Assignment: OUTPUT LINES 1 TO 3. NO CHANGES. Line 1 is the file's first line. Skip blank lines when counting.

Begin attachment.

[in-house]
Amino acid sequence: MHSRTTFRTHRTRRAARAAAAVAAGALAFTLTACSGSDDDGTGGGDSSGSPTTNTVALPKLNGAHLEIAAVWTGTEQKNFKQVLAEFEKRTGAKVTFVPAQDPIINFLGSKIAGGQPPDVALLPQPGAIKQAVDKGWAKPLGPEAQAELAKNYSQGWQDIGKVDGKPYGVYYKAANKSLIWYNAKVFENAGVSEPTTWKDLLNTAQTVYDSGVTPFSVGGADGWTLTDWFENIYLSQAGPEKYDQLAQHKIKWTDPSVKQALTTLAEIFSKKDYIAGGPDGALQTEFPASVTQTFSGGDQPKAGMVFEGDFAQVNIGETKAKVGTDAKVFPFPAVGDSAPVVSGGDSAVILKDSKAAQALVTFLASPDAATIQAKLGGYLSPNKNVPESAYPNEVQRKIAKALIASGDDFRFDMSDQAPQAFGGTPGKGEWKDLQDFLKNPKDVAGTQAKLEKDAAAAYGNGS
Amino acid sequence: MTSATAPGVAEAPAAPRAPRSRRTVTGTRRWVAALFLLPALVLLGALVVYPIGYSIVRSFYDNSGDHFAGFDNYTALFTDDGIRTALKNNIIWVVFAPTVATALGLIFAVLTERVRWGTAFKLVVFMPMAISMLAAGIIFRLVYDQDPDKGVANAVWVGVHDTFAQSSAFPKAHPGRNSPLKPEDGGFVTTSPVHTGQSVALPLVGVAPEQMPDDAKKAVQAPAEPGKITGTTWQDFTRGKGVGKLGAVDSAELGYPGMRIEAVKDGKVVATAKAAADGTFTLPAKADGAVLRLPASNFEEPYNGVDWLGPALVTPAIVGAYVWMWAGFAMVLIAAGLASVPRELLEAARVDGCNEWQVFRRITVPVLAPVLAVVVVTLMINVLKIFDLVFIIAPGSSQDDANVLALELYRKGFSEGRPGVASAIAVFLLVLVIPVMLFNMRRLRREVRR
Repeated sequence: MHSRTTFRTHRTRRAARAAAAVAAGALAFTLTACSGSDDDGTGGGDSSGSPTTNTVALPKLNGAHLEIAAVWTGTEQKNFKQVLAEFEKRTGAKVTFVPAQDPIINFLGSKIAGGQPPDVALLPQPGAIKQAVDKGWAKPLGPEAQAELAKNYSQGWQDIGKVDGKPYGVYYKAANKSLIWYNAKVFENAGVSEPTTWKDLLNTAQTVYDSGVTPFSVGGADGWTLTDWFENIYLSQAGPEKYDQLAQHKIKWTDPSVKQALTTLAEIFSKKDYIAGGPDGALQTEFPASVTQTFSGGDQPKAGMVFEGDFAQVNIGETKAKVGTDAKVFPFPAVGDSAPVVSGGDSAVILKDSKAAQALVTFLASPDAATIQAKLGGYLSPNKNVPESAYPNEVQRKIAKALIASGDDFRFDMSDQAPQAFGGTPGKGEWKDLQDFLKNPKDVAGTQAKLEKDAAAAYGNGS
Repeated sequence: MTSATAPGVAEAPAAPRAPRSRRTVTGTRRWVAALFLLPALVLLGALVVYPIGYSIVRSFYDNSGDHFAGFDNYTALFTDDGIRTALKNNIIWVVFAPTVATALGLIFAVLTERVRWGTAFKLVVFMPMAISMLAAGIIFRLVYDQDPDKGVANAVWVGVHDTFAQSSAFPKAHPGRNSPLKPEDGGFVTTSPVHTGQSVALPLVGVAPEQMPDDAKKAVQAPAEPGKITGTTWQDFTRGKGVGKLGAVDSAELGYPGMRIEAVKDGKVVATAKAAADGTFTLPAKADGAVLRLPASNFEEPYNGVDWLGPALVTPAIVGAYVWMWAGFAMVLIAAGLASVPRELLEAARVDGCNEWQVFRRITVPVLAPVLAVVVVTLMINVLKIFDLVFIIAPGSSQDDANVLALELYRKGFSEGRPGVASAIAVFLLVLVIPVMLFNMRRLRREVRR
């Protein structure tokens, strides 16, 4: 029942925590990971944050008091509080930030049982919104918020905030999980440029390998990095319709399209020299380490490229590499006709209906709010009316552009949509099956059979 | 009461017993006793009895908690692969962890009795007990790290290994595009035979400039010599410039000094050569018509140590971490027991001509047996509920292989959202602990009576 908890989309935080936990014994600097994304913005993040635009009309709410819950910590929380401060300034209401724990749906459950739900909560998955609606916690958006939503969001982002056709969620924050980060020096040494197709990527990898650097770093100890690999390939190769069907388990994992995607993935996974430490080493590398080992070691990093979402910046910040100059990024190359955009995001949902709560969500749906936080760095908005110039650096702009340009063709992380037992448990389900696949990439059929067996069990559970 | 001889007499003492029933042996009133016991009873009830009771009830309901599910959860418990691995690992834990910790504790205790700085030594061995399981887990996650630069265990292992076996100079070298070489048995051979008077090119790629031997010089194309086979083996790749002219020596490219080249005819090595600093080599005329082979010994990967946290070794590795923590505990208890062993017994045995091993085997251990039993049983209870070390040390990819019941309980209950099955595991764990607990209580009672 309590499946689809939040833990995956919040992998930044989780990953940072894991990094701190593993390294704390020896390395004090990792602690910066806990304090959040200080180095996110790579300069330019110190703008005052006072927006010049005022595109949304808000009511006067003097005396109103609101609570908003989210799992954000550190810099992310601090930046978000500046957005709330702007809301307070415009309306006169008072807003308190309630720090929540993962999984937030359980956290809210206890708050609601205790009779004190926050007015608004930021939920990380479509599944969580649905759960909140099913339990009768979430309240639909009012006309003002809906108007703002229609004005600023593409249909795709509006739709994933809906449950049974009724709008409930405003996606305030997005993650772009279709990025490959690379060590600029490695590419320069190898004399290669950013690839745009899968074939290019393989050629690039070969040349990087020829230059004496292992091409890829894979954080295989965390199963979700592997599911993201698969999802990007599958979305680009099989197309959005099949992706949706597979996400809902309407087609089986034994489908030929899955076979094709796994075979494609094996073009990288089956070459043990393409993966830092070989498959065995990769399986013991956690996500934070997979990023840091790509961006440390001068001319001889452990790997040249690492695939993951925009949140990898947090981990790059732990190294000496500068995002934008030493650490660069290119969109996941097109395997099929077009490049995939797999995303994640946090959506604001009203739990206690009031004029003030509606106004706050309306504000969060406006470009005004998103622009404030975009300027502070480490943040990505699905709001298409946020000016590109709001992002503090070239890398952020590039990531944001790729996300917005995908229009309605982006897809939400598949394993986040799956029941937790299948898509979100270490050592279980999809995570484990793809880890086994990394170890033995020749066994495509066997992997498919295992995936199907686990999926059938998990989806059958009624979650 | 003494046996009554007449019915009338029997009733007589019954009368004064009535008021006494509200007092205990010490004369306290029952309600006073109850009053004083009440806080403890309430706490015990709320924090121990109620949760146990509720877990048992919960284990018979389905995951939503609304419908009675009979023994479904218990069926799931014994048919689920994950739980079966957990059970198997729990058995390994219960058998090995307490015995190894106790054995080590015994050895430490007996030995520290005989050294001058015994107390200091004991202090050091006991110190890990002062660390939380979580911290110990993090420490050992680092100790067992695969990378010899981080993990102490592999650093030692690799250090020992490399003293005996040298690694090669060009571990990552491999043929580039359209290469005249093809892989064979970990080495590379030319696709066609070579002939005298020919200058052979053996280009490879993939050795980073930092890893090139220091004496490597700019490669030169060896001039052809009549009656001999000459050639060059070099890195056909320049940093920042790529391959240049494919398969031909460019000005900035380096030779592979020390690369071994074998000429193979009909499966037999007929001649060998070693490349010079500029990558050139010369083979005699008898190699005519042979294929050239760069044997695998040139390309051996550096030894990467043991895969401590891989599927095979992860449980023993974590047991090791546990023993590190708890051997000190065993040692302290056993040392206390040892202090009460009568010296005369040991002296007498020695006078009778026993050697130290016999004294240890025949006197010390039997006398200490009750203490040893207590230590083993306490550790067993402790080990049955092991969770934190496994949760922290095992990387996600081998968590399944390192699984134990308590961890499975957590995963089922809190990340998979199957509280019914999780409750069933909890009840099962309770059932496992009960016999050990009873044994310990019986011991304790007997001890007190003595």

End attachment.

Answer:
[in-house]
Amino acid sequence: MHSRTTFRTHRTRRAARAAAAVAAGALAFTLTACSGSDDDGTGGGDSSGSPTTNTVALPKLNGAHLEIAAVWTGTEQKNFKQVLAEFEKRTGAKVTFVPAQDPIINFLGSKIAGGQPPDVALLPQPGAIKQAVDKGWAKPLGPEAQAELAKNYSQGWQDIGKVDGKPYGVYYKAANKSLIWYNAKVFENAGVSEPTTWKDLLNTAQTVYDSGVTPFSVGGADGWTLTDWFENIYLSQAGPEKYDQLAQHKIKWTDPSVKQALTTLAEIFSKKDYIAGGPDGALQTEFPASVTQTFSGGDQPKAGMVFEGDFAQVNIGETKAKVGTDAKVFPFPAVGDSAPVVSGGDSAVILKDSKAAQALVTFLASPDAATIQAKLGGYLSPNKNVPESAYPNEVQRKIAKALIASGDDFRFDMSDQAPQAFGGTPGKGEWKDLQDFLKNPKDVAGTQAKLEKDAAAAYGNGS
Amino acid sequence: MTSATAPGVAEAPAAPRAPRSRRTVTGTRRWVAALFLLPALVLLGALVVYPIGYSIVRSFYDNSGDHFAGFDNYTALFTDDGIRTALKNNIIWVVFAPTVATALGLIFAVLTERVRWGTAFKLVVFMPMAISMLAAGIIFRLVYDQDPDKGVANAVWVGVHDTFAQSSAFPKAHPGRNSPLKPEDGGFVTTSPVHTGQSVALPLVGVAPEQMPDDAKKAVQAPAEPGKITGTTWQDFTRGKGVGKLGAVDSAELGYPGMRIEAVKDGKVVATAKAAADGTFTLPAKADGAVLRLPASNFEEPYNGVDWLGPALVTPAIVGAYVWMWAGFAMVLIAAGLASVPRELLEAARVDGCNEWQVFRRITVPVLAPVLAVVVVTLMINVLKIFDLVFIIAPGSSQDDANVLALELYRKGFSEGRPGVASAIAVFLLVLVIPVMLFNMRRLRREVRR